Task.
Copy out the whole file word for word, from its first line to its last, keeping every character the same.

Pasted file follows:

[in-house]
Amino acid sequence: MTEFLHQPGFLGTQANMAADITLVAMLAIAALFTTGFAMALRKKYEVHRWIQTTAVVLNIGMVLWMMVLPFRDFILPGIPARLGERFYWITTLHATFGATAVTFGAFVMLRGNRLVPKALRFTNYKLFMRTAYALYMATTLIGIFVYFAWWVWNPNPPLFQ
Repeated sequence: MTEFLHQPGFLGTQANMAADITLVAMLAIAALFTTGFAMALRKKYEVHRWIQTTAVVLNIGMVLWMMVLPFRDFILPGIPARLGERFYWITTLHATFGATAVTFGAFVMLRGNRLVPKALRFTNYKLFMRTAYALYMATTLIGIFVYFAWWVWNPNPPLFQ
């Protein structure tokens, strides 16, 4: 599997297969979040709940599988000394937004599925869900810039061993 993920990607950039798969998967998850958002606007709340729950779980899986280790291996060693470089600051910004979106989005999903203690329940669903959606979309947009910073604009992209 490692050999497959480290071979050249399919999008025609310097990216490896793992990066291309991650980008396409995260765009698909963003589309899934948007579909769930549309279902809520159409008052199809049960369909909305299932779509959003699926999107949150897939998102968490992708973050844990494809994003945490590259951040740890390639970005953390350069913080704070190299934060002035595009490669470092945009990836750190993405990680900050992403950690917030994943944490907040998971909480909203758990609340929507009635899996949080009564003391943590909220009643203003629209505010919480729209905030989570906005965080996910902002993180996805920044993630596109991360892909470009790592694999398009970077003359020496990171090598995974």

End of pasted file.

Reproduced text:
[in-house]
Amino acid sequence: MTEFLHQPGFLGTQANMAADITLVAMLAIAALFTTGFAMALRKKYEVHRWIQTTAVVLNIGMVLWMMVLPFRDFILPGIPARLGERFYWITTLHATFGATAVTFGAFVMLRGNRLVPKALRFTNYKLFMRTAYALYMATTLIGIFVYFAWWVWNPNPPLFQ
Repeated sequence: MTEFLHQPGFLGTQANMAADITLVAMLAIAALFTTGFAMALRKKYEVHRWIQTTAVVLNIGMVLWMMVLPFRDFILPGIPARLGERFYWITTLHATFGATAVTFGAFVMLRGNRLVPKALRFTNYKLFMRTAYALYMATTLIGIFVYFAWWVWNPNPPLFQ
């Protein structure tokens, strides 16, 4: 599997297969979040709940599988000394937004599925869900810039061993 993920990607950039798969998967998850958002606007709340729950779980899986280790291996060693470089600051910004979106989005999903203690329940669903959606979309947009910073604009992209 490692050999497959480290071979050249399919999008025609310097990216490896793992990066291309991650980008396409995260765009698909963003589309899934948007579909769930549309279902809520159409008052199809049960369909909305299932779509959003699926999107949150897939998102968490992708973050844990494809994003945490590259951040740890390639970005953390350069913080704070190299934060002035595009490669470092945009990836750190993405990680900050992403950690917030994943944490907040998971909480909203758990609340929507009635899996949080009564003391943590909220009643203003629209505010919480729209905030989570906005965080996910902002993180996805920044993630596109991360892909470009790592694999398009970077003359020496990171090598995974």